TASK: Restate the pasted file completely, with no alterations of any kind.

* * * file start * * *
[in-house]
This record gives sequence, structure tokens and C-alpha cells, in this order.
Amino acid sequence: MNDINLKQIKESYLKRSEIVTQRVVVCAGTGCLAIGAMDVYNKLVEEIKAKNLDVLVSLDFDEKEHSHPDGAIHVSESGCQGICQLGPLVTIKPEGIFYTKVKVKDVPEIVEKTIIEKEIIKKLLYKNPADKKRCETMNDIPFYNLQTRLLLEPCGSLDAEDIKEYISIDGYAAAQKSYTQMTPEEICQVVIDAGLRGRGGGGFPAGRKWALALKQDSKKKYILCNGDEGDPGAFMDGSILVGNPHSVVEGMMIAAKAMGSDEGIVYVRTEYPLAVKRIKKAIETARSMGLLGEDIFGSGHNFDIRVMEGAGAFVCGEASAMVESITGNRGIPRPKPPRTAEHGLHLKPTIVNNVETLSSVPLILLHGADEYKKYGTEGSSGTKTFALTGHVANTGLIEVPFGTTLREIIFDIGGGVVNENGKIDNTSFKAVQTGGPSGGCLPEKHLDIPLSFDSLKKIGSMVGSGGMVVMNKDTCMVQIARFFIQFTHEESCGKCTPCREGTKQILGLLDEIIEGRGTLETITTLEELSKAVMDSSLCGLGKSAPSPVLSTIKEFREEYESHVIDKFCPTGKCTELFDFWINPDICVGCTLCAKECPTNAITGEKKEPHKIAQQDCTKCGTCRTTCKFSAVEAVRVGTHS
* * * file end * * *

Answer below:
[in-house]
This record gives sequence, structure tokens and C-alpha cells, in this order.
Amino acid sequence: MNDINLKQIKESYLKRSEIVTQRVVVCAGTGCLAIGAMDVYNKLVEEIKAKNLDVLVSLDFDEKEHSHPDGAIHVSESGCQGICQLGPLVTIKPEGIFYTKVKVKDVPEIVEKTIIEKEIIKKLLYKNPADKKRCETMNDIPFYNLQTRLLLEPCGSLDAEDIKEYISIDGYAAAQKSYTQMTPEEICQVVIDAGLRGRGGGGFPAGRKWALALKQDSKKKYILCNGDEGDPGAFMDGSILVGNPHSVVEGMMIAAKAMGSDEGIVYVRTEYPLAVKRIKKAIETARSMGLLGEDIFGSGHNFDIRVMEGAGAFVCGEASAMVESITGNRGIPRPKPPRTAEHGLHLKPTIVNNVETLSSVPLILLHGADEYKKYGTEGSSGTKTFALTGHVANTGLIEVPFGTTLREIIFDIGGGVVNENGKIDNTSFKAVQTGGPSGGCLPEKHLDIPLSFDSLKKIGSMVGSGGMVVMNKDTCMVQIARFFIQFTHEESCGKCTPCREGTKQILGLLDEIIEGRGTLETITTLEELSKAVMDSSLCGLGKSAPSPVLSTIKEFREEYESHVIDKFCPTGKCTELFDFWINPDICVGCTLCAKECPTNAITGEKKEPHKIAQQDCTKCGTCRTTCKFSAVEAVRVGTHS